Wilson adds, "Leasing comes down to accounting. To me, leasing makes a lot of sense. Companies like Cisco have a leasing program where they take back the old technology and resell it so you have a guaranteed buyback value upfront."
OPTIONS FOR AV EQUIPMENT
The sobering fact is that the world is facing an increasing deluge of electronic waste. The EPA states that almost 50 percent of electronics sold between 1980 and 2004 are still in use or reuse, and 9 percent of products sold during that time are still in storage. That majority percentage (59 percent) translates into hundreds of millions of pounds, a volume that would easily overwhelm recyclers today. "But the network for electronic product recyclers is growing," says David Thompson, director of corporate environmental affairs for display manufacturer Panasonic. Thompson is also president of the Electronic Manufacturers Recycling Management Company, LLC (MRM), an electronics recycling organization spearheaded by Panasonic.
According to Thompson, electronics recycling compliance varies from state to state, but generally follows either a return share model or a sales model. "In Maine, recycling efforts are focused on home or small business e-waste. In California, the emphasis is on display technology like LCDs or CRTs, but recyclers will not accept medical equipment or cars. Funding is from an advance recycling fee at point of sale, and business waste is not covered," he says. "In Minnesota, manufacturers must collect 60 percent of the weight of goods sold, but the state does not enforce how to collect the products. In Minnesota, business waste is covered." Several states, such as Maine, Maryland, Minnesota, New Jersey, North Carolina, and Texas, define business waste as any waste that is not generated by a household. "These states have excluded business waste based on this type of definition," adds Thompson.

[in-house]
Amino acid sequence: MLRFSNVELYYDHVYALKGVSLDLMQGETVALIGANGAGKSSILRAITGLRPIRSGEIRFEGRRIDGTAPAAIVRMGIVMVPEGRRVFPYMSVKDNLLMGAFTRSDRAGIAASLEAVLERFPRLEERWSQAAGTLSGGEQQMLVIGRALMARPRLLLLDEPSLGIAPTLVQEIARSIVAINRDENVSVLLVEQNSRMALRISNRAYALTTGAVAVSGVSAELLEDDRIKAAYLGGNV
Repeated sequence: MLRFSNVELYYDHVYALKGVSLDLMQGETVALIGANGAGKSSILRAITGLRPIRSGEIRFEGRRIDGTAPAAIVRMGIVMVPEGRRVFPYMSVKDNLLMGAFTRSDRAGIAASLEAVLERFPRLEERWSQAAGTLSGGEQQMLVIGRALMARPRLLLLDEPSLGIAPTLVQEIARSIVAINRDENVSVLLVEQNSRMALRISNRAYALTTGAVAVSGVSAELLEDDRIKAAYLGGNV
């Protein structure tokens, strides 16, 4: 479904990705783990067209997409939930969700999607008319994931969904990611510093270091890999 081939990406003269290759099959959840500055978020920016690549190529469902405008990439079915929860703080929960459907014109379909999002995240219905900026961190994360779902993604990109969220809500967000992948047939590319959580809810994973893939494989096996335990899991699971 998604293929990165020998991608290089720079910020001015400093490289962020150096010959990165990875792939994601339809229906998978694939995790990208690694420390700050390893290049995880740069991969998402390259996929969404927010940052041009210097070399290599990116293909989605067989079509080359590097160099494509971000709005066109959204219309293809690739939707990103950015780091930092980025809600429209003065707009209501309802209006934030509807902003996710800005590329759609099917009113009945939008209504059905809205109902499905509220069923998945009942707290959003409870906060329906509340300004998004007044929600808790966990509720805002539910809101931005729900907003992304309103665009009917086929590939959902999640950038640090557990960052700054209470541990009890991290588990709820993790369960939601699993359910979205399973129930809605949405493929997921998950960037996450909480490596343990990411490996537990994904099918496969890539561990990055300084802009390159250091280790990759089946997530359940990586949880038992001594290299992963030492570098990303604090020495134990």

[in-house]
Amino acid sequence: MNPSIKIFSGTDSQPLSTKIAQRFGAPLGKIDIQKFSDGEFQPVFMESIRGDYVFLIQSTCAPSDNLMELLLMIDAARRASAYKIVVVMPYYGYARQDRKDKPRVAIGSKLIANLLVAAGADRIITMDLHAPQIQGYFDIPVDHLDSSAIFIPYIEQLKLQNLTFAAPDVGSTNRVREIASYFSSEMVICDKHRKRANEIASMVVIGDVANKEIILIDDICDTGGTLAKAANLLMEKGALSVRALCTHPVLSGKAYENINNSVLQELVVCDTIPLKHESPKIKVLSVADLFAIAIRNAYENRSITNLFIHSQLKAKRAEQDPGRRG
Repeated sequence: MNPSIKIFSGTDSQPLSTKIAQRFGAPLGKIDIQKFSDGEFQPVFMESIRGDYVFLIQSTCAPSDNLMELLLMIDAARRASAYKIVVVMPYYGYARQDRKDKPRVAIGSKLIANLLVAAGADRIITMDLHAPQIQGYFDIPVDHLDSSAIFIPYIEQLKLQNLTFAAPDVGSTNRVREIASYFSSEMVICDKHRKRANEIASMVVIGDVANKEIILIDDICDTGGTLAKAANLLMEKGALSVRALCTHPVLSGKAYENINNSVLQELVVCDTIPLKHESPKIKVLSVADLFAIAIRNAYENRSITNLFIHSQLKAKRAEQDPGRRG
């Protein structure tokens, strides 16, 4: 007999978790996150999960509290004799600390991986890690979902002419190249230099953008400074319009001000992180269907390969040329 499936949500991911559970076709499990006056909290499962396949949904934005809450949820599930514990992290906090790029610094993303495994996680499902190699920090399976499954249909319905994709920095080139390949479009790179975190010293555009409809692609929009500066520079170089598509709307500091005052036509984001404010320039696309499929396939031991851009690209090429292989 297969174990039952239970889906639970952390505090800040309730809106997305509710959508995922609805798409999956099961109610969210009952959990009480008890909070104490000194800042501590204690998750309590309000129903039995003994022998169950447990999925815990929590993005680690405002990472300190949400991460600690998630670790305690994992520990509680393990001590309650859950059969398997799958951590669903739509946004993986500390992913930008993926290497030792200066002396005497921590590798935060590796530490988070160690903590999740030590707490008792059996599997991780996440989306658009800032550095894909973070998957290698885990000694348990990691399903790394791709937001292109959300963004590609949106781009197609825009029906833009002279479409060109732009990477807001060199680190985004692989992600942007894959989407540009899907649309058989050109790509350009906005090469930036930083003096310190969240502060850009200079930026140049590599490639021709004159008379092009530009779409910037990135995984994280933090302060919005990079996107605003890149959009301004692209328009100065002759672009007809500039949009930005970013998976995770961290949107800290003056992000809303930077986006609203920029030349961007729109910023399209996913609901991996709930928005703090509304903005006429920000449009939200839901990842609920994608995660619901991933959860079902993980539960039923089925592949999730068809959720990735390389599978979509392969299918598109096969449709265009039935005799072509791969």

In Washington State, the manufacturer's responsibility is based on returns and current sales. "Washington takes an average of both and tasks the manufacturer with paying a fee to a government-sanctioned agency for recycling," says Thompson. "In New York City, any manufacturer wishing to sell products has to have a collection program approved by the New York Department of Sanitation."
The varying state laws exist due to the lack of cohesive direction from the federal government. Thompson notes, "The laws are being rewritten from the 1970s to cover ewaste, or universal waste as it is called. Laws thus far have focused on display technology due to lead content in the glass of devices like CRT displays. LCDs have mercury in the back light and older plasmas have a small amount of lead in the glass."
Businesses that are looking to unload a large amount of obsolete technology may have to look for private recyclers. "Most local governments don't have permits to collect business waste," says Thompson. "I would guess that the primary reason they do not cover business waste is the volume."
For their part, Panasonic developed leadfree glass material for its plasma televisions and monitors with properties similar to lead oxide glass used in CRT video displays. According to the company, the new screens will result in the worldwide reduction of close to 300 metric tons of lead, the approximate weight of two 747 commercial airliners, every year. The lead-free glass also makes the recycling process safer for workers.
As AV technology advances, it will take an organized, group effort from manufacturers, system designers, installers, and end users to effectively manage the waste created by obsolete technology. Thompson advises, "Before you buy, talk to the manufacturer about environmental attributes like potential recyclability and energy efficiency."
Linda Seid Frembes is a journalist and public relations consultant for the pro AV community. Visit her atwww.frembes.com.